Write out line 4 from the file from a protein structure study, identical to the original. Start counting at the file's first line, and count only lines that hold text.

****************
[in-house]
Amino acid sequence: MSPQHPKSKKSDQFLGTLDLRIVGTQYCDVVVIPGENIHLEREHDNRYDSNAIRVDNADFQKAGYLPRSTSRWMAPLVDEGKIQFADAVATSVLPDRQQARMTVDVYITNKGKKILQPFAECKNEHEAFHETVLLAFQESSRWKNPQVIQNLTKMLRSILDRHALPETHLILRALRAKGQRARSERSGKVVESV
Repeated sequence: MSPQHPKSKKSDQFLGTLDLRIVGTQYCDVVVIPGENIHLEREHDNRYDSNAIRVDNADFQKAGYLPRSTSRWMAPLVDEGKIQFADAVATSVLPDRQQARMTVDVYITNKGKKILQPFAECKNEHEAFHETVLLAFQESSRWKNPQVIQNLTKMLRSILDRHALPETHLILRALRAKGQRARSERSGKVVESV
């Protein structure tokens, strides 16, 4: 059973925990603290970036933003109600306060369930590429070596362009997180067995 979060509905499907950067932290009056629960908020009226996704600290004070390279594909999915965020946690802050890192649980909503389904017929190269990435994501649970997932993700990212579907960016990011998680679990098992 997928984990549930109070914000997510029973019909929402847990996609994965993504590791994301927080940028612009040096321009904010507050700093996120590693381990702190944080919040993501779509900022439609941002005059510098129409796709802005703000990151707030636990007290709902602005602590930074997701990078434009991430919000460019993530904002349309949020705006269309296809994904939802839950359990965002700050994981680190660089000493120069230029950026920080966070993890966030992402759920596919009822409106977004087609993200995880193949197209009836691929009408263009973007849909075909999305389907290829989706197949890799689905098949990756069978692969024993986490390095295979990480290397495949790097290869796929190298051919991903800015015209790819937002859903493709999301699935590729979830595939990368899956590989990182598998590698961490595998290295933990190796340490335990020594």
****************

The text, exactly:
């Protein structure tokens, strides 16, 4: 059973925990603290970036933003109600306060369930590429070596362009997180067995 979060509905499907950067932290009056629960908020009226996704600290004070390279594909999915965020946690802050890192649980909503389904017929190269990435994501649970997932993700990212579907960016990011998680679990098992 997928984990549930109070914000997510029973019909929402847990996609994965993504590791994301927080940028612009040096321009904010507050700093996120590693381990702190944080919040993501779509900022439609941002005059510098129409796709802005703000990151707030636990007290709902602005602590930074997701990078434009991430919000460019993530904002349309949020705006269309296809994904939802839950359990965002700050994981680190660089000493120069230029950026920080966070993890966030992402759920596919009822409106977004087609993200995880193949197209009836691929009408263009973007849909075909999305389907290829989706197949890799689905098949990756069978692969024993986490390095295979990480290397495949790097290869796929190298051919991903800015015209790819937002859903493709999301699935590729979830595939990368899956590989990182598998590698961490595998290295933990190796340490335990020594």